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Why you should give a **** about an Oxford comma

“Who gives a **** about an Oxford comma? I’ve seen those English dramas too; they’re cruel.”

Vampire Weekend, Oxford Comma


Back in 2008, New York indie-rock band Vampire Weekend burst onto the scene in the UK with their acclaimed, eponymously titled debut album. The third single from the album was a catchy, radio-friendly anthem in which the band seemed to question the existence of a little-known piece of English punctuation: the Oxford comma.

Lead singer Ezra Koenig told Vanity Fair how he got the inspiration for the song.

“I have a complicated relationship with grammar…[I] spent a year teaching eighth-grade English in Brooklyn and, when you spend so much time trying to get kids to write in Standard American English, you’re bound to start questioning the importance.

“I first came across the Oxford comma on Facebook. There was a group at Columbia called Students for the Preservation of the Oxford comma. I didn’t think about it too much but, a few months later while sitting at a piano at my parents’ house, I started writing the song and the first thing that came out was ‘who gives a **** about an Oxford comma?”

Well, it’s a good question. Should you care?

All your diction, dripping with disdain

So, what is an Oxford comma? Simply, it’s the final comma in a list of things.

  • I have a pension, some Premium Bonds, and an ISA.

Lots of style guides will tell you that using an Oxford comma is a choice and using it (or not) is entirely up to you.

A lot of the time, this is true. Take the sentence above. If you removed the Oxford comma, it would still make sense to anyone who read it:

  • I have a pension, some Premium Bonds and an ISA.

Simple. So why should you bother with it?

If there’s any other way to spell the word, it’s fine by me

Problems can arise if you decide not to use an Oxford comma. Leaving it out can cause some odd misunderstandings. Imagine you hear a Hollywood star say this in their Oscar acceptance speech:

  • “I’d like to thank my parents, Tom Cruise and Lady Gaga.”

Written this way, this suggests that the star has quite the pair of A-list parents and that the stars of Mission Impossible and A Star Is Born had an unknown child, well, some time ago.

Now put the Oxford comma back.

  • “I’d like to thank my parents, Tom Cruise, and Lady Gaga”.

Much better. Now the acceptance speech is acknowledging the contribution of the correct four people.

Of course, there are ways around this:

  • “I’d like to thank Tom Cruise, Lady Gaga and my parents.”

No Oxford comma, clear meaning.

For me, there seems to be no particular reason not to use an Oxford comma. Sure, there are cases such as the example above where you don’t need it. But there are also cases when you do. So, why not provide additional clarification, and make it entirely clear what it is you’re trying to say?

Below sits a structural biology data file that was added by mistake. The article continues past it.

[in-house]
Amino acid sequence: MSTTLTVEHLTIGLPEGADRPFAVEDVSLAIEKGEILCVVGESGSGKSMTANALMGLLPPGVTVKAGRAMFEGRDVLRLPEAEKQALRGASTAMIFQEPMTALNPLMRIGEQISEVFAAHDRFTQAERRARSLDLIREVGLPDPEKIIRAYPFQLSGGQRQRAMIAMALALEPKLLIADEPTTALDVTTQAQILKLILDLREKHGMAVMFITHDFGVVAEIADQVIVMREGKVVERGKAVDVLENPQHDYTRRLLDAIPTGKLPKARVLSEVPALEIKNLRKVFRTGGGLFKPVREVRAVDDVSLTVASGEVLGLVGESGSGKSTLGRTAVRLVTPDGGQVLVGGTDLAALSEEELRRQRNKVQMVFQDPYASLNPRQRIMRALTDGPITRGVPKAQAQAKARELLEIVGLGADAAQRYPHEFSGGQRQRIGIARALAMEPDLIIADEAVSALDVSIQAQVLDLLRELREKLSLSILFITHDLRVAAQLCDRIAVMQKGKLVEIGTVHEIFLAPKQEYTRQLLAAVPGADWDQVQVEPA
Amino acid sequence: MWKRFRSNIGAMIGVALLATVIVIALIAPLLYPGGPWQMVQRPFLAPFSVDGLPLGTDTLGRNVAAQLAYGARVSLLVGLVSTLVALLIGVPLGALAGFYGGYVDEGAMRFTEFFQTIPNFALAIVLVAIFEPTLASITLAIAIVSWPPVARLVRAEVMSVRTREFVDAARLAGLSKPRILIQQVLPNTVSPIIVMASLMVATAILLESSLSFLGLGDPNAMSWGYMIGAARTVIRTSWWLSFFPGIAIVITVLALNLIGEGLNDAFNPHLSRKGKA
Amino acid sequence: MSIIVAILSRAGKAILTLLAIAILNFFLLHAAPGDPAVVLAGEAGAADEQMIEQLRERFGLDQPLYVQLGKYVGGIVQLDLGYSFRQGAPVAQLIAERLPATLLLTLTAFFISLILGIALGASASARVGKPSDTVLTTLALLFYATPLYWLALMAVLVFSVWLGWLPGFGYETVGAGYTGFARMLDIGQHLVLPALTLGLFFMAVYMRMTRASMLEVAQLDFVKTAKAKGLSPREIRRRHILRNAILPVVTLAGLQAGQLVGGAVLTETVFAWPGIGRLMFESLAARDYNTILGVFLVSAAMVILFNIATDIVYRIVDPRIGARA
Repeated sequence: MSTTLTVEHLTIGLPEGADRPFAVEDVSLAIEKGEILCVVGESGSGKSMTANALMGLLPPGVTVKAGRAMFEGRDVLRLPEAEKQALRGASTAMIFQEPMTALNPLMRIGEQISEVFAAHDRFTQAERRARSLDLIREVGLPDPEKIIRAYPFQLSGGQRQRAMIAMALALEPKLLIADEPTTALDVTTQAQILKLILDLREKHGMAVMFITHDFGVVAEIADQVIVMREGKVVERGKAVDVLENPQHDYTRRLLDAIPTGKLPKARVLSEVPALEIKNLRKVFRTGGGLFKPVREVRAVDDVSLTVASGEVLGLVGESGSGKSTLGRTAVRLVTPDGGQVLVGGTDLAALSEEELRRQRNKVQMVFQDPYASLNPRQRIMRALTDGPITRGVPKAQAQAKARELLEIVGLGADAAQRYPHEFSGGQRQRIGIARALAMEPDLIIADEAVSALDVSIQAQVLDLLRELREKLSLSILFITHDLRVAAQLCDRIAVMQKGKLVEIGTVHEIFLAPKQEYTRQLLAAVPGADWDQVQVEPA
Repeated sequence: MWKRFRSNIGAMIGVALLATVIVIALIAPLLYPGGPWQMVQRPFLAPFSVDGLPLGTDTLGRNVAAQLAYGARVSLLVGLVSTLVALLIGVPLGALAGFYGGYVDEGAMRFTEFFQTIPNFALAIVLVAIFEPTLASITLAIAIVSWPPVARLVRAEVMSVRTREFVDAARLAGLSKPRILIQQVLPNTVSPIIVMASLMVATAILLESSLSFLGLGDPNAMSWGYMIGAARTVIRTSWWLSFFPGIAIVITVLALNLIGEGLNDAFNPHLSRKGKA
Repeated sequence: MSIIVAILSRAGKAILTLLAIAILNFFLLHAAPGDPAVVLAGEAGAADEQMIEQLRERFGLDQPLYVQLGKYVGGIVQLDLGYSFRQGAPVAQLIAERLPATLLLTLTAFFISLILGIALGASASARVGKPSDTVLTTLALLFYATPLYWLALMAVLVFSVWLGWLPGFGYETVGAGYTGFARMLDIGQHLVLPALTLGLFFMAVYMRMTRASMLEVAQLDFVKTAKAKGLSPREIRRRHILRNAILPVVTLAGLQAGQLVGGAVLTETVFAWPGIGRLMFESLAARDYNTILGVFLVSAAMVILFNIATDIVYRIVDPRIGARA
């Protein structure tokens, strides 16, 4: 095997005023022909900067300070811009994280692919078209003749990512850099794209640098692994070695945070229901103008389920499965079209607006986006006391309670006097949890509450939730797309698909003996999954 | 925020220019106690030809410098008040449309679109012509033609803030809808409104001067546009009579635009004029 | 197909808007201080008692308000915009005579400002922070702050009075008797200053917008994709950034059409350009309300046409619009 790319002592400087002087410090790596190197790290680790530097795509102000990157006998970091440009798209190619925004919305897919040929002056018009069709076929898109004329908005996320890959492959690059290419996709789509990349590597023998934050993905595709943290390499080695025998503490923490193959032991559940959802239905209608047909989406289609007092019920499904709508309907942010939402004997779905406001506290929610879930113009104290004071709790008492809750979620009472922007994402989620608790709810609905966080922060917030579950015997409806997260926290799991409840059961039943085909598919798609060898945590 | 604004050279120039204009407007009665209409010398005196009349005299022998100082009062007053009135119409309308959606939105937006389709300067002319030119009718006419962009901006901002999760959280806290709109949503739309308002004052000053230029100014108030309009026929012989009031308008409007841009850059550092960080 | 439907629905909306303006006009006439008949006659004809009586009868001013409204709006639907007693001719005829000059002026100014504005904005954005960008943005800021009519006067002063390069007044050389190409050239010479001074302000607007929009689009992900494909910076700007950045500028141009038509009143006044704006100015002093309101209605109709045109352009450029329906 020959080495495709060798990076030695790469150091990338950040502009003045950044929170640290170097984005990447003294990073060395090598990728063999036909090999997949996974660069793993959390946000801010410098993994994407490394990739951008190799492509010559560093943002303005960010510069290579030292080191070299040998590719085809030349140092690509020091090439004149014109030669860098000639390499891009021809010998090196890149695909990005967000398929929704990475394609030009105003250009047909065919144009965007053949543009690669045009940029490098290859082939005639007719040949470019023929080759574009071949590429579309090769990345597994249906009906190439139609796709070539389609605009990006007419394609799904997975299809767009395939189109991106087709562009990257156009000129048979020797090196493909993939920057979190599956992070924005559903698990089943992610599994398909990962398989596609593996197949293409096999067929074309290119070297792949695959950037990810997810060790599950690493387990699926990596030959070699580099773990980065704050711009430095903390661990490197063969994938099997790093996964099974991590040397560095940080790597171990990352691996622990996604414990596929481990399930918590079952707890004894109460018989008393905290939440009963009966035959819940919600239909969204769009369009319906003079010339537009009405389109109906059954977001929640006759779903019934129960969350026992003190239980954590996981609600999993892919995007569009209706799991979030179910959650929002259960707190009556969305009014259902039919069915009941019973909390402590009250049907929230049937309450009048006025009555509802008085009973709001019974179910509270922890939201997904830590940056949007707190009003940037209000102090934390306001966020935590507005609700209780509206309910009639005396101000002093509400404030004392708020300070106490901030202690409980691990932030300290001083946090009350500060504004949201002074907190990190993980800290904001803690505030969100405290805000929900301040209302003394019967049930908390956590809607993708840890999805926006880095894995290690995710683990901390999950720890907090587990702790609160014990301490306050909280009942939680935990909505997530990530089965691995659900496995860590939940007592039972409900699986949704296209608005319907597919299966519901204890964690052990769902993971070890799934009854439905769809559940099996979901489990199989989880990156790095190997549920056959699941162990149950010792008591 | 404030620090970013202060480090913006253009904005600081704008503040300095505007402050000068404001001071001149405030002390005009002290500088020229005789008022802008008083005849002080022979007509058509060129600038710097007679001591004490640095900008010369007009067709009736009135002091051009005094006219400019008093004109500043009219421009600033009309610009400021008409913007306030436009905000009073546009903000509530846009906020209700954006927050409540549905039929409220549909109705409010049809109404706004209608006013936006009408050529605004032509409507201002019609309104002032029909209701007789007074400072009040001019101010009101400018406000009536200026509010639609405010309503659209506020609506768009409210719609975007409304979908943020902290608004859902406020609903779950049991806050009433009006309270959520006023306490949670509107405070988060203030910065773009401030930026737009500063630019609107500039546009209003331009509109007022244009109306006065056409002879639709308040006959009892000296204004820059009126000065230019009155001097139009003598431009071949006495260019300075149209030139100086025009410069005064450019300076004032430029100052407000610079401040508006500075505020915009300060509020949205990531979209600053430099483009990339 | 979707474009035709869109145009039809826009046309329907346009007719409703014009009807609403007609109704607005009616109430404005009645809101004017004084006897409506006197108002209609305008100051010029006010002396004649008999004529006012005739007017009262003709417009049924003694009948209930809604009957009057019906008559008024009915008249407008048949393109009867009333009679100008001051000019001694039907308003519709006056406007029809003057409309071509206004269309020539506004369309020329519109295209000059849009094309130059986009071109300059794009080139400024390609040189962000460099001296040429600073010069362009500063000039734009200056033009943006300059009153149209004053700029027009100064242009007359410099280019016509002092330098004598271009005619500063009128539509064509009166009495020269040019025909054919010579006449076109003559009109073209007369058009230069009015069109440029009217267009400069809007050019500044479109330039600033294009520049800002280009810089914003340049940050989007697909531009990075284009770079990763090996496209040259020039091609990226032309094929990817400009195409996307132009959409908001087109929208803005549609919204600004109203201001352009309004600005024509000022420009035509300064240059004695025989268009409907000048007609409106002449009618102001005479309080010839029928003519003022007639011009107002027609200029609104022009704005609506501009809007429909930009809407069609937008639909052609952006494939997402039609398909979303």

Why would you lie ’bout anything at all?

You might think that this entire debate is just a silly grammar issue where a writer reinforces something your primary school teacher told you thirty years ago.

Like Vampire Weekend say: who gives a ****?

Well, back in 2017, the delivery drivers of Oakhurst Dairy in Maine very much did.

Back then, the state law of Maine said that the following activities do not count for overtime pay:

“The canning, processing, preserving, freezing, drying, marketing, storing, packing for shipment or distribution of:

(1) Agricultural produce;
(2) Meat and fish products; and
(3) Perishable foods.”

In court, the drivers argued that due to a lack of a comma between ‘packing for shipment’ and ‘or distribution’, the law referred to the single activity of ‘packing’, not to ‘packing’ and ‘distribution’ as two separate activities.

As that the drivers distributed – but did not pack – the goods, this made them eligible for overtime pay.

In an appeal, Circuit judge David J Barron wrote:

“We conclude that the exemption’s scope is actually not so clear in this regard. And because, under Maine law, ambiguities in the state’s wage and hour laws must be construed liberally in order to accomplish their remedial purpose, we adopt the drivers’ narrower reading of the exemption”

And the result? The dairy company in Portland agreed to pay $5 million to the drivers.

Had there been a comma after ‘shipment’ the meaning would have been clear. David G. Webbert, a lawyer who represented the drivers, stated it plainly in an interview: “That comma would have sunk our ship.”

He always tells the truth

I’m not suggesting for a moment that a bit of stray punctuation is going to cost your business $5 million. Saying that, the owners of Oakhurst Dairy probably thought the same.

If you need a team of experienced writers who know this sort of thing, and who can write engaging, interesting (and accurate) content, we can help. Email or call (0115) 8965 3000.

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